Executive producer Paul Scheer, who plays an Andy Cohen-like character, said “one of the things that we did on the show that came true is there is a funeral for a dog in this show that we did. And then, it’s edited, locked away, and now there was actually a funeral for a dog on the Housewives show.”

Casey Wilson said that “the writers, Danielle [Schneider] and Dannah [Phirman], did amazing heightenings,” and Schneider said, ‘You can always go bigger. I feel like, yeah, it starts at an absurd level, but that absurd becomes the normal.”

There are definitely absurds here. The two episodes I’ve seen of this new show makes it seem more like an SNL sketch: there are hilarious moments, great dialogue, and some fun bits. It doesn’t quite manage to reach the greatness of the 2012 The Bachelor parody Burning Love, which mocked but felt very real.

Also, to nitpick as a defensive resident of Central Florida for a moment, the setting doesn’t add much, even though it was intended as homage. It’s obviously filmed in L.A.—any Florida resident can easily identify when a show, such as Dexter, pretends to be in Florida but is actually in L.A., with its crazy tall palm trees and lack of visible humidity—and worse, it gets things wrong. One character pronounces a city’s name wrong (Kissimmee) while the writers miss opportunities to reference real places (like the street reputed to host more prostitutes than other streets). If you’re going to use a place as a target for jokes, at least make them good jokes.

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Mike Rowe’s awesome challenge to TV critics, TV industry

Mike Rowe’s new CNN series Somebody’s Gotta Do It may seem a lot like Dirty Jobs, since he travels the country to meet interesting people and participate in their lives, but Rowe told TV critics recently that it’s not as much about actual jobs. But what the series will retain—besides production company Pilgrim Studios—is its fourth wall-breaking commitment to actual reality television.

During a press conference, Mike Rowe lamented the state of reality television, telling TV critics:

“I don’t know what nonfiction means anymore. I don’t understand what reality means anymore. I don’t know how you guys can review a show or write about a show using those terms in a way that it’s like that line from The Princess Bride. My dad said this to me the other day reading about reality shows. He’s like, ‘Michael, I don’t think that word means what you think it means.’

He talked about his own series’ attention to reality, saying, “It’s that it’s not so much about breaking the fourth wall, which everybody loves to talk about. It’s ignoring the fourth wall. It’s just not there, right? That’s the important thing to do. That’s what I want to do in this show really more than anything. I just don’t want to bullshit the viewer anymore into thinking that a thing is bigger than it is or smaller than it is or more dangerous than it is.”

While he gently mocked TV critics—“Some jobs are just simply too hideous to contemplate … I mean, I love you guys. I don’t really understand, to be candid, how your brains work”—he also issued a significant challenge to the room:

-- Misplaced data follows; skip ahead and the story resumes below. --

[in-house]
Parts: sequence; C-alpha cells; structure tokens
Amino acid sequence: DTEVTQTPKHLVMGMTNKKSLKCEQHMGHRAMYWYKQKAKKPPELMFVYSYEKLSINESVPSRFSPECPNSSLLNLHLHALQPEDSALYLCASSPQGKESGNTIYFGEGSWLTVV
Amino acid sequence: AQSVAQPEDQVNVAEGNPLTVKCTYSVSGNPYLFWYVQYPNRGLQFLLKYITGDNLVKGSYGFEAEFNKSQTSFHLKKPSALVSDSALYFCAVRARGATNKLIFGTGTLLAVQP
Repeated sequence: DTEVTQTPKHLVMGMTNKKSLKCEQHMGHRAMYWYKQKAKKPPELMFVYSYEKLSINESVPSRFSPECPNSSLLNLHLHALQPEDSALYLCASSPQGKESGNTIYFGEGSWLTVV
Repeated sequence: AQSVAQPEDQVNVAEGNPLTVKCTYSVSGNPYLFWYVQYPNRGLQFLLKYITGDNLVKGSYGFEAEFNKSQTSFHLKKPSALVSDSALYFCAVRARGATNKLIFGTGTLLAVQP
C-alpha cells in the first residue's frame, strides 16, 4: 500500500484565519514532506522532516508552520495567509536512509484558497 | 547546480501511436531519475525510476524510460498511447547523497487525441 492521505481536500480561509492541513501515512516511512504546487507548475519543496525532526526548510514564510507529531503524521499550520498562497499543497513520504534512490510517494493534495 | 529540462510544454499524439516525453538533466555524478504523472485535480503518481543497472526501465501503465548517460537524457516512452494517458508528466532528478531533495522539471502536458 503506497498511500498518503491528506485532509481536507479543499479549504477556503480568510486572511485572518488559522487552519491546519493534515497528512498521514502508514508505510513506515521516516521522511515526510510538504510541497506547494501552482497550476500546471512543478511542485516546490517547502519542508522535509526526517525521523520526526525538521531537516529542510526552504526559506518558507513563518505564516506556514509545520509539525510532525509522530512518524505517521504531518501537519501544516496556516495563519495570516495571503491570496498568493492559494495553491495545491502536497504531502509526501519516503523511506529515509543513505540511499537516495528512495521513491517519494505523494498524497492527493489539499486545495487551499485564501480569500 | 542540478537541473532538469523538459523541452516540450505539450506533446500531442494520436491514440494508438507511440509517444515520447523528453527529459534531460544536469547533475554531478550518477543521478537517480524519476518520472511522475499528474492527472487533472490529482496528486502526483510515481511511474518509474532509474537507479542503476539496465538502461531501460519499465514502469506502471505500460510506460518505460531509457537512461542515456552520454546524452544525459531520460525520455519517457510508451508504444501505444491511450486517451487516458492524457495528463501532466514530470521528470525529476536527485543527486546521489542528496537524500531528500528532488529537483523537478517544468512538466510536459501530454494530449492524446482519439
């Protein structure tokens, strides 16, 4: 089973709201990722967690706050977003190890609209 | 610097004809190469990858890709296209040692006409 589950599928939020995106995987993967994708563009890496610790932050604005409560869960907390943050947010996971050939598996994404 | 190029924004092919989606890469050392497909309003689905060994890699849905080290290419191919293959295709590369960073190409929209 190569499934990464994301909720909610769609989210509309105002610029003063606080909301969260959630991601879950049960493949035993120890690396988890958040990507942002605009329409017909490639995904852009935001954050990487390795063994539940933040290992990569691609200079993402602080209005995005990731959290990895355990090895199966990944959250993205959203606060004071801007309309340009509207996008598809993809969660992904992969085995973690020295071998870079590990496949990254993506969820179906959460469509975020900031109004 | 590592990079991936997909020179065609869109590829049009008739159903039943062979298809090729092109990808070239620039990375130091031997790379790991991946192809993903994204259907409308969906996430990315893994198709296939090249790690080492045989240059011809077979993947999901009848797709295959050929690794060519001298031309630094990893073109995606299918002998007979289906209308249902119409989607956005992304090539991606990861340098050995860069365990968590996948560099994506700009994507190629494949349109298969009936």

“I think the coolest thing about your job, if I were sitting out there, would be to challenge some of the terms that get thrown around today and challenge people to bring more what you call verisimilitude back to the proceedings.”

Yes, reality television needs more reality. And I’m glad Mike Rowe and CNN are contributing, just as many other shows are, even though they might get lost in the parade of scripted crap. And I hope critics and journalists take up the challenge, and that networks and producers contribute to the conversation by ignoring the fourth wall, too, and being honest with viewers.

Mike also talked about how the show will be different from his cancelled Discovery Channel series:

“It’s not so much about vocation, although we’ll see that. There’s a big shot of avocation. As far as the somebody who’s gotta do it, in my head anyway, it’s not just the person we’re meeting. In a self absorbed way, it’s me. This is the show that I want to do. I’ve always wanted to do it. Somebody had to give me an hour of primetime. That turned out to be CNN, God bless ‘em. Somebody’s gotta produce it. That turned out to be the same production company I worked with on Dirty Jobs. Somebody’s got to program it. That’s the country.

So all that stuff comes together in a way that I hope will lead to a really transparent, organic, and I’m just going to say nonfiction show, but I’m going to put it in quotes because I don’t even know what nonfiction means anymore, in this world. But on Somebody’s Gotta Do It, at least I understand the term.”

Bachelor in Paradise’s “shocking twist”: it’s Paradise Hotel

The ABC spin-off Bachelor in Paradise today revealed its “shocking twist,” and it’s essentially that it is borrowing the format from Fox’s Paradise Hotel, the ridiculously fun show that aired 11 years ago. Here’s ABC’s announcement:

“At the first rose ceremony, the six men are given a rose to hand out to a woman they’d like to spend more time getting to know in paradise. With an uneven number of men and women in the group, the two women left without roses are immediately sent home heartbroken.┬áJust as potential couples start to pair up, everything changes drastically in the next episode when two new men arrive to paradise with love on their mind. For seven weeks, each episode will alternate between two new men or women joining the cast. New relationships may form and current ones may end. Every week, the two people who don’t receive a rose will be forced to leave paradise.”